“I have instructed the Health Ministry to significantly increase the number of tests to 3,000 a day at least,” he added. “It is very likely that we will reach a higher figure, even up to 5,000 a day. To the best of my knowledge, relative to population, this is the highest number of tests in the world, even higher than South Korea. In South Korea, there are around 15,000 tests a day for a population five or six times larger than ours.”

On Monday an Israeli parliamentary subcommittee on intelligence and secret services discussed a government request to authorize Israel’s Shin Bet security service to assist in a national campaign to stop the spread of the novel coronavirus — but declined to vote on the request, arguing more time is needed to assess it.

Photo of Anurag Sahay

your idea seeks to curb public movement. Mobile data can also be used to trace contacts of diagnosed people, like Israel and Taiwan are doing.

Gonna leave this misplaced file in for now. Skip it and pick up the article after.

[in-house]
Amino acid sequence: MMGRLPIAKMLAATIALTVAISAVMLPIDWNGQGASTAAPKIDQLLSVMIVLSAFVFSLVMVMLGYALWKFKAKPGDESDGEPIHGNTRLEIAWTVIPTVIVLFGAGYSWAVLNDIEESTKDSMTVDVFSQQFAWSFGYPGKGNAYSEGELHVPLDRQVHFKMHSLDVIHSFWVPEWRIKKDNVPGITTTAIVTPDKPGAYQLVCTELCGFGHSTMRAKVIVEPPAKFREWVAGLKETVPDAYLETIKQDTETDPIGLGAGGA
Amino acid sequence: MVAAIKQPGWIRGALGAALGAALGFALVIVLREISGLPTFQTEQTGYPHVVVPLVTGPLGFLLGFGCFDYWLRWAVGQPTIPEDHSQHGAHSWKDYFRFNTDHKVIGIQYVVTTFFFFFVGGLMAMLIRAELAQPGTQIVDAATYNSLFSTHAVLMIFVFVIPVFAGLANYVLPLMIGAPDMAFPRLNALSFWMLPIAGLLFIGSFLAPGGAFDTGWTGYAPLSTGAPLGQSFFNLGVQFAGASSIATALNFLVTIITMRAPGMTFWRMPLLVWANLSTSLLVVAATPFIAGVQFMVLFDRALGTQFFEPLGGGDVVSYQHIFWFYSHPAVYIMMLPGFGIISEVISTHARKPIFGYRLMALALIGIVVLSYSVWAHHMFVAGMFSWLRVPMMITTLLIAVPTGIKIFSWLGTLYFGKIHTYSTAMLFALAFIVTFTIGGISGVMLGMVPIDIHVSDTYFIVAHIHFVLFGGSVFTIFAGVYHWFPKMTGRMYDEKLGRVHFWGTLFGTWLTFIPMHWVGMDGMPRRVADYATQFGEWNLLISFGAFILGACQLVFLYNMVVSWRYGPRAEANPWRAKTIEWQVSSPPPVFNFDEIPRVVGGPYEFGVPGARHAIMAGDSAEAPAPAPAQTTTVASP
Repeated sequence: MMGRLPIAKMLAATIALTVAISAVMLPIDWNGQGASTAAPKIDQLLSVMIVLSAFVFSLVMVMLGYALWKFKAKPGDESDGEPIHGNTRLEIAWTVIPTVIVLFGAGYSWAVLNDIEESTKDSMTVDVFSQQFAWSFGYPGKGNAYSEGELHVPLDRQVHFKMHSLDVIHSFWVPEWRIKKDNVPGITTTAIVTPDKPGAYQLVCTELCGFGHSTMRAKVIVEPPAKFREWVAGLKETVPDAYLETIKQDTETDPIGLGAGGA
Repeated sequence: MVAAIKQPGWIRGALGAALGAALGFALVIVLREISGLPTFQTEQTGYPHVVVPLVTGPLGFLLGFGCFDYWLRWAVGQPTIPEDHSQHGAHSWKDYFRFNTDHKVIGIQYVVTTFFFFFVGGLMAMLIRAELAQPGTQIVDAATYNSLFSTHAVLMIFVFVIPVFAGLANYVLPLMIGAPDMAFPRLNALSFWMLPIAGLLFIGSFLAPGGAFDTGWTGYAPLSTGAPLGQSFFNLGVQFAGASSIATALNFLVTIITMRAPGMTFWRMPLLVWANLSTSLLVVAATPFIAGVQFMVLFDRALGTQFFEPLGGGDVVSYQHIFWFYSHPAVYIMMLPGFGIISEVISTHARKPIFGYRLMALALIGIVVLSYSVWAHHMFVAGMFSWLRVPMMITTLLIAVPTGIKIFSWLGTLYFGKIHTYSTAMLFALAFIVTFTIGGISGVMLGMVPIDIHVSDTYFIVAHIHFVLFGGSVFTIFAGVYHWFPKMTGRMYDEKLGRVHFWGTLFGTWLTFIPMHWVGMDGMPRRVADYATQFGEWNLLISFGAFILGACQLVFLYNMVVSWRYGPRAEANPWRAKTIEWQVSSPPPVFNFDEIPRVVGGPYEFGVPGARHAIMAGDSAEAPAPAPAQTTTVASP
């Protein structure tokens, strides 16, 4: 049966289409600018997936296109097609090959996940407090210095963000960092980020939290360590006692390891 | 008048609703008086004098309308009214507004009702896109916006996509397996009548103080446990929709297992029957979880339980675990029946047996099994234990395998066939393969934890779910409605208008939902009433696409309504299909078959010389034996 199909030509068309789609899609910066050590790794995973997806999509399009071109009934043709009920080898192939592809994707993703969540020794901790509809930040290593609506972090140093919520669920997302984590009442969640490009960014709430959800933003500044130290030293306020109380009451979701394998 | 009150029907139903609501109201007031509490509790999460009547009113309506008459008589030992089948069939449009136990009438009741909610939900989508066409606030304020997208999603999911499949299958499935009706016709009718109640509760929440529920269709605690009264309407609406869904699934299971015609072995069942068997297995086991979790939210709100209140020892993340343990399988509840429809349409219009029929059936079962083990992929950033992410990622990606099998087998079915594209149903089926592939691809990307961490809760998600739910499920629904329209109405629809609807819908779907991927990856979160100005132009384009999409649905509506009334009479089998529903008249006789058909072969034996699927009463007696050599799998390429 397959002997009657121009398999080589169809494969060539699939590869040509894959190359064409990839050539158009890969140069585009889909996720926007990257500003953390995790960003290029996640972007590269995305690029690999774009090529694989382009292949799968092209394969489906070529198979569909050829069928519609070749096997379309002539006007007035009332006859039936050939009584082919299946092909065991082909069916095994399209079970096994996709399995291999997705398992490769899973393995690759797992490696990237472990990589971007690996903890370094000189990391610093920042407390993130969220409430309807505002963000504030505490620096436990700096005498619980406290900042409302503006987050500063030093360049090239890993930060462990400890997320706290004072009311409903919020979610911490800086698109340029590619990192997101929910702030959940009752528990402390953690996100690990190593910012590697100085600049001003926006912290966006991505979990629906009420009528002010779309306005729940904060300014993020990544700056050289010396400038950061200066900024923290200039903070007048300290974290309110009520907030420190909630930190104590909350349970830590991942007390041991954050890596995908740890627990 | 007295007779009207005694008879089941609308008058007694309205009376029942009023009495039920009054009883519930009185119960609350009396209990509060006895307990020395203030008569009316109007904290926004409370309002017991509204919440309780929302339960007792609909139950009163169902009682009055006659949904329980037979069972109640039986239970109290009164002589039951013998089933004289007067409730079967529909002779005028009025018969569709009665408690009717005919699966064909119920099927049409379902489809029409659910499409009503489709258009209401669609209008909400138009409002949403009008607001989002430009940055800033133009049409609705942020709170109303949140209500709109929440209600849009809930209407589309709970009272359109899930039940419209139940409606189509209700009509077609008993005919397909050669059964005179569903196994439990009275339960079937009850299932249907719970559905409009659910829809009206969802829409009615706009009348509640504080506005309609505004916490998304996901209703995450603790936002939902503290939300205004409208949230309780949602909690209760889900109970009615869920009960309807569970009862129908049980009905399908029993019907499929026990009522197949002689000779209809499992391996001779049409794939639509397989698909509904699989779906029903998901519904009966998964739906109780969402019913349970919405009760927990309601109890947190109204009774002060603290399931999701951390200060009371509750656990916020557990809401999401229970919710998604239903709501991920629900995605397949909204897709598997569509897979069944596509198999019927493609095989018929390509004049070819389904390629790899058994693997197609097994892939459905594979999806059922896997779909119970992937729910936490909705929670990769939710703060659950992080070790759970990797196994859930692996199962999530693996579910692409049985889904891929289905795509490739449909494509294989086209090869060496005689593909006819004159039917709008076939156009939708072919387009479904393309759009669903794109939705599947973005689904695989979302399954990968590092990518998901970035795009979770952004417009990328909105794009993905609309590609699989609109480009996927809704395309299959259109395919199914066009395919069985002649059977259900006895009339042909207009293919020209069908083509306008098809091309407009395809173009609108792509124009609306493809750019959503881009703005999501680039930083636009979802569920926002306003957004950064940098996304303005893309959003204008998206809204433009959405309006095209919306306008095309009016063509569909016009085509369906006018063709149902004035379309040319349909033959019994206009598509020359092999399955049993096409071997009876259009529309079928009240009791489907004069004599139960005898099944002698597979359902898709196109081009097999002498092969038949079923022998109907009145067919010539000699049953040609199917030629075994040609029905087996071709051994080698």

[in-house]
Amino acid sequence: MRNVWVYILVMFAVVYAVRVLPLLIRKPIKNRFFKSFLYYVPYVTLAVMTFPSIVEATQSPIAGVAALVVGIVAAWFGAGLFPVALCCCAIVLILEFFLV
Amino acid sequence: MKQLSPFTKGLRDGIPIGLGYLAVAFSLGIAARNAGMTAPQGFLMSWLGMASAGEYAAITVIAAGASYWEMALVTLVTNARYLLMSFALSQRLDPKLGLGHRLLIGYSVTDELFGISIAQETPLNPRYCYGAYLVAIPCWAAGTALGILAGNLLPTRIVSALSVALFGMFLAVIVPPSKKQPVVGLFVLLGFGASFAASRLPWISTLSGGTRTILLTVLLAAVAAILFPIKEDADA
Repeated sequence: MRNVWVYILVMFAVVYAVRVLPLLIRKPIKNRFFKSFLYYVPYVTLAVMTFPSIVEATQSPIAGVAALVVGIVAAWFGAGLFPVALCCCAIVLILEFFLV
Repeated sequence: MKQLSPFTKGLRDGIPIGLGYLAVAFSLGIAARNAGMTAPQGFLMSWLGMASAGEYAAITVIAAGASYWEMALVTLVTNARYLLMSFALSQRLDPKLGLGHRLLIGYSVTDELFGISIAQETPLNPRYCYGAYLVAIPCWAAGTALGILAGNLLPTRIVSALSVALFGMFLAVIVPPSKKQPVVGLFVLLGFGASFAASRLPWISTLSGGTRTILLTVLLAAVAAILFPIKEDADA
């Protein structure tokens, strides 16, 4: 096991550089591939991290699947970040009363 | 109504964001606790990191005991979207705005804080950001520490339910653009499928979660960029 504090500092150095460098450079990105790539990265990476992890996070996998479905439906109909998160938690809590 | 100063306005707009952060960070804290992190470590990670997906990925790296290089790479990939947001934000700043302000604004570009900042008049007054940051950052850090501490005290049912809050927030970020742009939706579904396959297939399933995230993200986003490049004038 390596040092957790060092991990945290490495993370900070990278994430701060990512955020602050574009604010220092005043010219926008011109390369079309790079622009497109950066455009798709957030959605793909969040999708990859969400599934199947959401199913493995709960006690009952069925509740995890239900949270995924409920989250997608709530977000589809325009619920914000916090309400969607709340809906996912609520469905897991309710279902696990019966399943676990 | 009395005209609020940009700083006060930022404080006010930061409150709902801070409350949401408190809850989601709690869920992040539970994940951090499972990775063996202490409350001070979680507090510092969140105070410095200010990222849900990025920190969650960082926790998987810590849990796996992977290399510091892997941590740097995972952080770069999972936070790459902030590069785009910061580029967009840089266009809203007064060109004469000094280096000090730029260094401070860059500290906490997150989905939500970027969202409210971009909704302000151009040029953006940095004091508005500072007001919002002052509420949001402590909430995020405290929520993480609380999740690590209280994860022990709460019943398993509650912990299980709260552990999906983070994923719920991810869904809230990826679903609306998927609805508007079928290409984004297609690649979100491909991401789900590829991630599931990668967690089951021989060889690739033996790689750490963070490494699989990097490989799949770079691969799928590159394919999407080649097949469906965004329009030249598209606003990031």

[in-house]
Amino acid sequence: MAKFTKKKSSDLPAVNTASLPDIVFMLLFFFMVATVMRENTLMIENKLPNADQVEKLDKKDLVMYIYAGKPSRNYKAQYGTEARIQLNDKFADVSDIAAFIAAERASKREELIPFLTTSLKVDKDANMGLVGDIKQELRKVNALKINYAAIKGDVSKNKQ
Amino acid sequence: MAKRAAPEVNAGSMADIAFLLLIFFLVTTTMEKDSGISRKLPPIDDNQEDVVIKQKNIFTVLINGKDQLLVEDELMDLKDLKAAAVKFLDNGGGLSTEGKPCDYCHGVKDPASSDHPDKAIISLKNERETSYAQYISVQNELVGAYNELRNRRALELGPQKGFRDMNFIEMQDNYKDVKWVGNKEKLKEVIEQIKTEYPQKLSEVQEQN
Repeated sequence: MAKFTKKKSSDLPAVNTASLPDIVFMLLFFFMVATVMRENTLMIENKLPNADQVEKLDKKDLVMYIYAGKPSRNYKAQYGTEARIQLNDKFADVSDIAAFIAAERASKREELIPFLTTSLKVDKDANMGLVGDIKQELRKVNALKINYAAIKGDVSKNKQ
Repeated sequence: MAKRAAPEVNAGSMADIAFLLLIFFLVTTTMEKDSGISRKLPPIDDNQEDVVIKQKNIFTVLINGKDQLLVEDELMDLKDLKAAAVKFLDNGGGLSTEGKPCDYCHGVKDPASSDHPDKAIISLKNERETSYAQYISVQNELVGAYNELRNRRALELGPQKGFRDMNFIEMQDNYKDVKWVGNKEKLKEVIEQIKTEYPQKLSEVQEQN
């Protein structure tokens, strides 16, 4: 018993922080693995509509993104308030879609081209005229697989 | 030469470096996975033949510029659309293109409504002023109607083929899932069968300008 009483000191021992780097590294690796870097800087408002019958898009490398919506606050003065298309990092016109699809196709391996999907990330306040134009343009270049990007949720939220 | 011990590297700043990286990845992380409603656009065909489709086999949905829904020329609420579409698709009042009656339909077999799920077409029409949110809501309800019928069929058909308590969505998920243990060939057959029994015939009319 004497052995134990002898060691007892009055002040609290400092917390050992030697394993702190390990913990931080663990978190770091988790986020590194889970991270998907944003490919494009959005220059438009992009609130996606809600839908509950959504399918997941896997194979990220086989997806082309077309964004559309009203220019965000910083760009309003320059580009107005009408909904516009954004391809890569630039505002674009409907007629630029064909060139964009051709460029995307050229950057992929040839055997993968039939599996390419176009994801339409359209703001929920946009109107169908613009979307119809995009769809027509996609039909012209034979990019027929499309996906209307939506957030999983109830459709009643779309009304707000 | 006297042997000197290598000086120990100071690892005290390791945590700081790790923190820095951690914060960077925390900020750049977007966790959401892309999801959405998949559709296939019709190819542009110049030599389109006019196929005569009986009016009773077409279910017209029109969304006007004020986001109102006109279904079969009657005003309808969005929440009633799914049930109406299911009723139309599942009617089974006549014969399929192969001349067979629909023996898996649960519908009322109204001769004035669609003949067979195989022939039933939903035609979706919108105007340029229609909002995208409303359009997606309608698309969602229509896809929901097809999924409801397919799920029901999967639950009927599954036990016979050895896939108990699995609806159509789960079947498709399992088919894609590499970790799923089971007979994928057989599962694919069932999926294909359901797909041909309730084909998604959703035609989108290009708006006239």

Photo of Maurizio Mercurio

Thanks Isaac!

Photo of Maurizio Mercurio

definitely! I can imagine certain countries are better setup to implement this and have populations that are either open for it or in other cases have no choice. One must take into account each population and their trust towards their government and companies like these as certain approaches can quickly turn into a privacy concern debate. The ethics around when is it ok to use citizens information (location) is the important topic and I am afraid will take up a lot of the time that is not abundant for reaction to this. However if we trigger a more laid back approach to it, it might have better adoption and still provide the feedback or insight that people are looking for to reassure that many others are also respecting the social distancing that is required to help the situation. Only a few weeks ago we (or many of us) were proud of sharing our location while traveling, eating at certain restaurants, etc so if we incentivize sharing how much we are staying home, it could be a good social media initiative. When i share my numbers, I also provide a healthy pressure to my friends that respect me to do the same. I envision it as following: